You have just read a blog post written by Jason McIntosh. If you enjoyed it, please anonymously acknowledge your visit by tapping the little star button underneath it.
Thank you kindly for your time and attention today.
Ten days ago, my wife and I had our cat euthanized, hours after she started a clear and rapid decline from the heart disease whose inexorable progress we had tracked for years. For all those months, Ada worked around her own failing health, still taking interest in the usual cattish things even as her body gradually allowed for fewer of them. But on that last day, after an evening of avoiding eye contact with me while struggling through increasingly labored breathing, she padded into the kitchen after midnight, looked up at me, and meowed.
Something passed between us. I will always remember it. The memory of that ragged meow will forever live next to the memory of the soft animal sound my mother made when she saw my father for the last time, the cry of a creature that knows it has come to an ending. I woke up my wife and we put our coats on.
The presence of Ada’s absence lingers long, with a weight. When I round any corner of our little apartment, I subconsciously check around for the cat. If a coat is crumpled on a chair a certain way, my breath will catch. Just now I rose from bed to write this, because I couldn’t convince my whole sad brain that she didn’t lie on the mattress just out of sight, over the hill of my sleeping wife’s hip. I stretched out my arm to brush the cold, flat blanket there. Twice, at least.
Two days ago, at my wife’s request, I picked through every photograph I have taken over the cat’s lifetime, which is to say every photograph I have taken while my wife and I have lived together. These time-spans correspond. The task let me better understand why, perhaps, losing Ada has felt like such an ongoing ache. Whether we realized it or not, she was the mascot for the household my partner and I keep together, and the shared external spark we have carried with us through all our house-moves since then.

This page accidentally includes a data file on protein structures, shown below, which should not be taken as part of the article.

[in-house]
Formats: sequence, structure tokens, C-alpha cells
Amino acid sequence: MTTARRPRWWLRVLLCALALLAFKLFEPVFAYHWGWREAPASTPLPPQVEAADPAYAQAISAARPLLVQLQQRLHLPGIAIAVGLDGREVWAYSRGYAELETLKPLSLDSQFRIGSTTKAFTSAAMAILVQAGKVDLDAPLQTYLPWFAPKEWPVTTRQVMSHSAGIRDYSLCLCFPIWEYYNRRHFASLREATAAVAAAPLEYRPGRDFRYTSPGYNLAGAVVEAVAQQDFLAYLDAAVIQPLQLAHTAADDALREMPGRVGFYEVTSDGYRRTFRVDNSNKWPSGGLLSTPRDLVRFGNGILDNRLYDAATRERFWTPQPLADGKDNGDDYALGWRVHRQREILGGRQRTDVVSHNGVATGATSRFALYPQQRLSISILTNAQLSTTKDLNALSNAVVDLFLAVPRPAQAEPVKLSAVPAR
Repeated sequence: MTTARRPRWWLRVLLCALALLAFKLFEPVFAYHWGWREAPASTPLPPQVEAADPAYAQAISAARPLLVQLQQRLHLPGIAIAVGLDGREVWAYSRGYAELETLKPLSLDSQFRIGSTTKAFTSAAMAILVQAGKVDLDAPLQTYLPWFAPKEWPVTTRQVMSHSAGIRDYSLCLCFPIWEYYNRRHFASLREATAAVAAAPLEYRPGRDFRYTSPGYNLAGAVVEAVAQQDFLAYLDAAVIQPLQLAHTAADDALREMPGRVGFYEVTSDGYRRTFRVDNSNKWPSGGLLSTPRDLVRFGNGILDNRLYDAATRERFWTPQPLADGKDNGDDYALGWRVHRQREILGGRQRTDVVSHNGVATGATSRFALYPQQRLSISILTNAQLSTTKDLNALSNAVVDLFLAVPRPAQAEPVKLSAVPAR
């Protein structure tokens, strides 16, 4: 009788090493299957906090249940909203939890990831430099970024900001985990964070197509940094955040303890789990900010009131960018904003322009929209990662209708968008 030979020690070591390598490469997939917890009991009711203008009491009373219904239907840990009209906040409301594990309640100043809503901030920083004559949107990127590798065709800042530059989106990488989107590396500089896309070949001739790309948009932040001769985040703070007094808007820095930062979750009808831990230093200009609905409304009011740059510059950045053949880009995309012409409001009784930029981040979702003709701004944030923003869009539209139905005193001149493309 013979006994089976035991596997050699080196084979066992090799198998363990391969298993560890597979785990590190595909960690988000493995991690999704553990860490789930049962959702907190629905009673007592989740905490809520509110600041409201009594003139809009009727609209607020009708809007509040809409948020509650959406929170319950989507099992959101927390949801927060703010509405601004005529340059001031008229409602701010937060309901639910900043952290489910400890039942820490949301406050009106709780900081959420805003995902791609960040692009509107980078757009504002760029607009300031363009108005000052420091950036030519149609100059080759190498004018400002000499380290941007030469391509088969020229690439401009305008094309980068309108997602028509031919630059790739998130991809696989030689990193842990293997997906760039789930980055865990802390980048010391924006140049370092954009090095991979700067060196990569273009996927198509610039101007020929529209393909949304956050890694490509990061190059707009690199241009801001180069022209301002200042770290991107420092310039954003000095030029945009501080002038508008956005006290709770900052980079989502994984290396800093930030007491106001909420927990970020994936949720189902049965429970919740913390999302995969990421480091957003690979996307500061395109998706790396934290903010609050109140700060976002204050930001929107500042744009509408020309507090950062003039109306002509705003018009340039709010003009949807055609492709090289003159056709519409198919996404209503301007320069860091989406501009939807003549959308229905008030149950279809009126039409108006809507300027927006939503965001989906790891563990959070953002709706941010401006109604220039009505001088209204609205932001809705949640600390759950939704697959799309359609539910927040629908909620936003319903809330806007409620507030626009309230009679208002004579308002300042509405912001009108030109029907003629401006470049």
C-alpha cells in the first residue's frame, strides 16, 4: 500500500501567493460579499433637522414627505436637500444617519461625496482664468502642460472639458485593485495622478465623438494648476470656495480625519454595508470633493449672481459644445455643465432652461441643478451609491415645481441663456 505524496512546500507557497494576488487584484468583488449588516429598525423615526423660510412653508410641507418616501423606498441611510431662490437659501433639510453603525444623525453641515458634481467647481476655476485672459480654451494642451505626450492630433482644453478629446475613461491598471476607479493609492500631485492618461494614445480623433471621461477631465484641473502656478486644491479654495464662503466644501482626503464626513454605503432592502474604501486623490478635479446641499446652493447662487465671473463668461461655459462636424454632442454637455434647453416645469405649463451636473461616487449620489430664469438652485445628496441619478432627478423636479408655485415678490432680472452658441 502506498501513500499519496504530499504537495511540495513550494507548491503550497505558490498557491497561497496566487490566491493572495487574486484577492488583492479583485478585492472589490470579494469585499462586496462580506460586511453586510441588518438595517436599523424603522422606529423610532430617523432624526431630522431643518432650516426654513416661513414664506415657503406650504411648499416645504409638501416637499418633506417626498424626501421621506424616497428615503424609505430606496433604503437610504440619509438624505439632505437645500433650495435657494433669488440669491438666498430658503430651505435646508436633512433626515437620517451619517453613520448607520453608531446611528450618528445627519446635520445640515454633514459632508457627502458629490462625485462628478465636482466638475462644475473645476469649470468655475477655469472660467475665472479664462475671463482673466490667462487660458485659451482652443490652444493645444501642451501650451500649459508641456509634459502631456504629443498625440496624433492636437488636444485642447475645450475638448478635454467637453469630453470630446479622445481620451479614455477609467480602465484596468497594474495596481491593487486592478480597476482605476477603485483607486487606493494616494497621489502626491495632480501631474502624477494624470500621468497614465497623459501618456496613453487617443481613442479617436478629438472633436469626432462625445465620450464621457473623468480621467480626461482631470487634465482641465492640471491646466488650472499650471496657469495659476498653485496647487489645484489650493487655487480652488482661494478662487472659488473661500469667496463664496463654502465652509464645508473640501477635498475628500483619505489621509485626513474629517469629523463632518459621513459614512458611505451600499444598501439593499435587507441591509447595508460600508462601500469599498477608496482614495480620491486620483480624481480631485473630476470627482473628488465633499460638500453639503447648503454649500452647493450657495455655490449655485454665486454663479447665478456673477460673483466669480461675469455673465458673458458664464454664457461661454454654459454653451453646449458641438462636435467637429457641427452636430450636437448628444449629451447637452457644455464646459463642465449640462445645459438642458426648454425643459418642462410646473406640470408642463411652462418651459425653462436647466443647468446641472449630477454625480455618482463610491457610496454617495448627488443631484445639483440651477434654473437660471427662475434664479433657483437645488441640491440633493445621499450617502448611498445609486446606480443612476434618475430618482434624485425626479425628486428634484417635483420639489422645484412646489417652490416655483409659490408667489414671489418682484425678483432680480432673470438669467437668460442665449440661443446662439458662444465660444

When I was twelve, we put to sleep Gi-Gi the dog, many years my senior and with whom I shared a best-case childhood-pet relationship. I recall the sadness of the day, and I also recall feeling like I had passed through a necessary ordeal of growing up. It felt natural, like moving forward. Losing Ada doesn’t feel like this at all. It feels only like loss, that a little animal so subtly definitional to our human relationship should leave us.
The first of the photographs depicts four-year old Ada a few days after we adopted her. It shows her moments after she first decided to stop cowering behind these strangers’ couch, and come lie down on the couch instead. The last photograph also shows Ada lying down, eight years later, but not alone. The three of us are tumbled into bed together, nobody at a flattering angle, an awkward composition forced by my urge to take a poorly lit self-portrait anyway, and only a month ago. You can’t see Ada’s eyes, but you can clearly see the shape of her black-furred head and face. A cat-eared negative space in the foreground, her two human companions fading into the back.
We’re not devastated. With plenty of foreknowledge, we prepared for her departure, and we’ll move on together as surely as I did after Gi-Gi. We have dozens more photographs between those two, which will assist with her life’s transformation into soft and happy memories. Today, though, and for a time more, I must allow Ada to exist, achingly, as a thing missing.
Adding a clarification to the vet-lethargy articleAfter an unexpected email exchange, I updated an earlier Fogknife post to better phrase some advice I offer to worried cat companions.
Looking back at my 2010sHaving arrived at the concluding day of a year that ends in “9”, I can’t not take stock.
If a page elsewhere on the web responds to or otherwise mentions this post, you may provide its URL here.